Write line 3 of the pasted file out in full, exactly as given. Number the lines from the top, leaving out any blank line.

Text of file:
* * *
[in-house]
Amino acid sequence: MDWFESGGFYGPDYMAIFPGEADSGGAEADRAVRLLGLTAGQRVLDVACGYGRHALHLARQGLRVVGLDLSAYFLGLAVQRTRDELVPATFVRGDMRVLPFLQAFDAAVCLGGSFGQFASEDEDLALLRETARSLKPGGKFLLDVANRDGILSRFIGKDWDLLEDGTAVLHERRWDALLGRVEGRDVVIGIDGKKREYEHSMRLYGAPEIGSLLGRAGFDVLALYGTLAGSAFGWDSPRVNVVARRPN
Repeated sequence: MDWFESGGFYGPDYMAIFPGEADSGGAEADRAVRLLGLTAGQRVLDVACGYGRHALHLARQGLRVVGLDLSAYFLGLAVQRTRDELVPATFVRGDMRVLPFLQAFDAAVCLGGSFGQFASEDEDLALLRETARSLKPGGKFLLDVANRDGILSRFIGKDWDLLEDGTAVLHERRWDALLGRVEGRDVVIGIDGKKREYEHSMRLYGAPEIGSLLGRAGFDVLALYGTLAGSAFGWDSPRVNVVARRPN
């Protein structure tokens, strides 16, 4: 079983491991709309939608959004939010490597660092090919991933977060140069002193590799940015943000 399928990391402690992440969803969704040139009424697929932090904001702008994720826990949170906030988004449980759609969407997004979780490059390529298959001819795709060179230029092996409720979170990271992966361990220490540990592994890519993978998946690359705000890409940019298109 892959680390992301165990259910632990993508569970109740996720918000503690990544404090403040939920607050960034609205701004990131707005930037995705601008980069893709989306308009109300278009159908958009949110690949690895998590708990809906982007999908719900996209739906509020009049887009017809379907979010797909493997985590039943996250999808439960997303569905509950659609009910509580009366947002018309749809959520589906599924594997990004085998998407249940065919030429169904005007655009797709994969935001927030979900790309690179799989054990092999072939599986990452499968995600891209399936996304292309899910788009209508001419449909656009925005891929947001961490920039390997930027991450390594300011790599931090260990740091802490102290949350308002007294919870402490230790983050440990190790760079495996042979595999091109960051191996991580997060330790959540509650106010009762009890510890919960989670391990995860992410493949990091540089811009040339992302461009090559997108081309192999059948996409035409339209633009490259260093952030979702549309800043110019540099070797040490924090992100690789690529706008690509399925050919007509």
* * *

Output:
Repeated sequence: MDWFESGGFYGPDYMAIFPGEADSGGAEADRAVRLLGLTAGQRVLDVACGYGRHALHLARQGLRVVGLDLSAYFLGLAVQRTRDELVPATFVRGDMRVLPFLQAFDAAVCLGGSFGQFASEDEDLALLRETARSLKPGGKFLLDVANRDGILSRFIGKDWDLLEDGTAVLHERRWDALLGRVEGRDVVIGIDGKKREYEHSMRLYGAPEIGSLLGRAGFDVLALYGTLAGSAFGWDSPRVNVVARRPN